I have a 2003 pontiac that my fans don’t kick in to high speed, so when I am in traffic the heat gauge keeps climbing. I believe its a fan sensor…does anyone know where that is located on my car.
Thanks for your help
A Hatnes manual from the local parts store will show you. It’ll also tell you how to test the sensor and the fan, so you don’t waste money changing the wrong part. And it’ll tell you which is the AC-operated fan and which is the fan operated by the sensor.
Geez! Your vehicle has three cooling fan relays! Wired in series and parallel circuits. And these are what control the cooling fan speeds. So it could be a problem with any one of these relays.
These relays are located in the underhood fuse block on the right front strut tower. You could try figuring out which relay is causing the problem by testing them. Or you could just plug in three new relays.
Can’t anything just be easy…lol
OK, I check the relays and the fuses and the are all good…the two fans I have are not turning on at all…I don’t believe both fans could be bad at the same time, Let me ask you something is the Temperature sensor have a wire that also goes to the starter solenoid.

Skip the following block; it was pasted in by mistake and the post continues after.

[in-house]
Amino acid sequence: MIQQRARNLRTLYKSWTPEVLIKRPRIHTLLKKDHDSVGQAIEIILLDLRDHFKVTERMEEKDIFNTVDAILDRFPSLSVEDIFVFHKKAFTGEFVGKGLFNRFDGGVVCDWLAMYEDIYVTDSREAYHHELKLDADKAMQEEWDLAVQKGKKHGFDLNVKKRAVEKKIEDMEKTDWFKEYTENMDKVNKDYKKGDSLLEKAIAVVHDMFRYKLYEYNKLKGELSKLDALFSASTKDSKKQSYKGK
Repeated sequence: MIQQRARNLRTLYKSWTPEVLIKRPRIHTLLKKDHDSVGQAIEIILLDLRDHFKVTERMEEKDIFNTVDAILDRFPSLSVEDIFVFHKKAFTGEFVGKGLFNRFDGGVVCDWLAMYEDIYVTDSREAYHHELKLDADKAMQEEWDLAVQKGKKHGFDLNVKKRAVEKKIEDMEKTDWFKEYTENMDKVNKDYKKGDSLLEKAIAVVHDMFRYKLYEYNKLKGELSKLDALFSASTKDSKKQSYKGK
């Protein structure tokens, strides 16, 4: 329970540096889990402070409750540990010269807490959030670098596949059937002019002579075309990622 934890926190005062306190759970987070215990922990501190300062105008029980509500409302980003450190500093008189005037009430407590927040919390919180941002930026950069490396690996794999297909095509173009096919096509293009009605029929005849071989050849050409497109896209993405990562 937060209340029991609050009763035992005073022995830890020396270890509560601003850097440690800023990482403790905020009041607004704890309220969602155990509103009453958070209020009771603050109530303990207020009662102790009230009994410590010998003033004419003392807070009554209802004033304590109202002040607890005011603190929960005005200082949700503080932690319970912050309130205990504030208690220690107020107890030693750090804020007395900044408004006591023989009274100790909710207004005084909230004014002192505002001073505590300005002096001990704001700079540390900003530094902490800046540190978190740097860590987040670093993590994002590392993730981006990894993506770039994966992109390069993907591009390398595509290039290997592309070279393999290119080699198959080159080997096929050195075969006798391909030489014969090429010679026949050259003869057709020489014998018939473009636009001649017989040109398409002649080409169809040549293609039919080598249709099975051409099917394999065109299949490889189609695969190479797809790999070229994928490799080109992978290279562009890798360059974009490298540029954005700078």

How exactly did you determine that the relays are good?
there is another relay in the fuse box that is exactly the same as the fans (for the ignition) so I took that one out and tried to start it (and it wouldn’t start) so I put in one of the relays that operate the fans and it started…and repeated the process. They both worked. process of elimination.
So if you have eliminated the relays, the next step is to test the fans. Can that be done with a jumper wire? You may have a loose wire lug or a corroded one in the circuit, or do both fans have the same ground wire? It could be a bad ground. A large percentage of auto electrical problems are caused by faulty grounds.
I would also have the temperature sending units checked. Years ago my Saturn developed this problem. When I was stuck in traffic the temp. gauge would go into the red and I would have to turn the a/c on to turn on the radiator fan. It was caused by a temp. sending unit drifting out of range and I finally found the problem when the sending unit drifted so far out that the engine started to run poorly. There was a sending unit for the engine computer, which also triggered the fan, and another sending unit for the temp. gauge.